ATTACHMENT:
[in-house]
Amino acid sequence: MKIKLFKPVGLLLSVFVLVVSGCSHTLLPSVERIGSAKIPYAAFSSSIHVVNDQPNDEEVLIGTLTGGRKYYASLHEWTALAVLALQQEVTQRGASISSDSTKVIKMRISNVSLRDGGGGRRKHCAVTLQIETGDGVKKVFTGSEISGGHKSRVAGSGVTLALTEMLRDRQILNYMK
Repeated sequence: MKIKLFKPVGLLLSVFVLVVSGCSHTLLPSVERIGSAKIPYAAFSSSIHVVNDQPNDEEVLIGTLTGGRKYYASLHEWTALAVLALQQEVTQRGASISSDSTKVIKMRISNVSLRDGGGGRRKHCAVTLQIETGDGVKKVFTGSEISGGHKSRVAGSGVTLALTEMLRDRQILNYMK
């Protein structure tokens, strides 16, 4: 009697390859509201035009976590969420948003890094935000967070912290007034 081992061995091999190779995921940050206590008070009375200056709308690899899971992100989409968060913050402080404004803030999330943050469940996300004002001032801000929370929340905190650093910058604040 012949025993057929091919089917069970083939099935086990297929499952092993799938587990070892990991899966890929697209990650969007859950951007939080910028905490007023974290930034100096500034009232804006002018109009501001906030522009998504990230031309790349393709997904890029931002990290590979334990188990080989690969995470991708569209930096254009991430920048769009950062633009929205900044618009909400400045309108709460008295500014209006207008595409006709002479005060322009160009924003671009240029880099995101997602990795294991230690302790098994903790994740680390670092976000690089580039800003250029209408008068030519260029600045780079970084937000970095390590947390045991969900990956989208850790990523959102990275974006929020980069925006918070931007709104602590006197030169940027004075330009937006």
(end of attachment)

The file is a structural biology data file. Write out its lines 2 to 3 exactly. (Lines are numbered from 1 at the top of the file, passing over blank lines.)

Amino acid sequence: MKIKLFKPVGLLLSVFVLVVSGCSHTLLPSVERIGSAKIPYAAFSSSIHVVNDQPNDEEVLIGTLTGGRKYYASLHEWTALAVLALQQEVTQRGASISSDSTKVIKMRISNVSLRDGGGGRRKHCAVTLQIETGDGVKKVFTGSEISGGHKSRVAGSGVTLALTEMLRDRQILNYMK
Repeated sequence: MKIKLFKPVGLLLSVFVLVVSGCSHTLLPSVERIGSAKIPYAAFSSSIHVVNDQPNDEEVLIGTLTGGRKYYASLHEWTALAVLALQQEVTQRGASISSDSTKVIKMRISNVSLRDGGGGRRKHCAVTLQIETGDGVKKVFTGSEISGGHKSRVAGSGVTLALTEMLRDRQILNYMK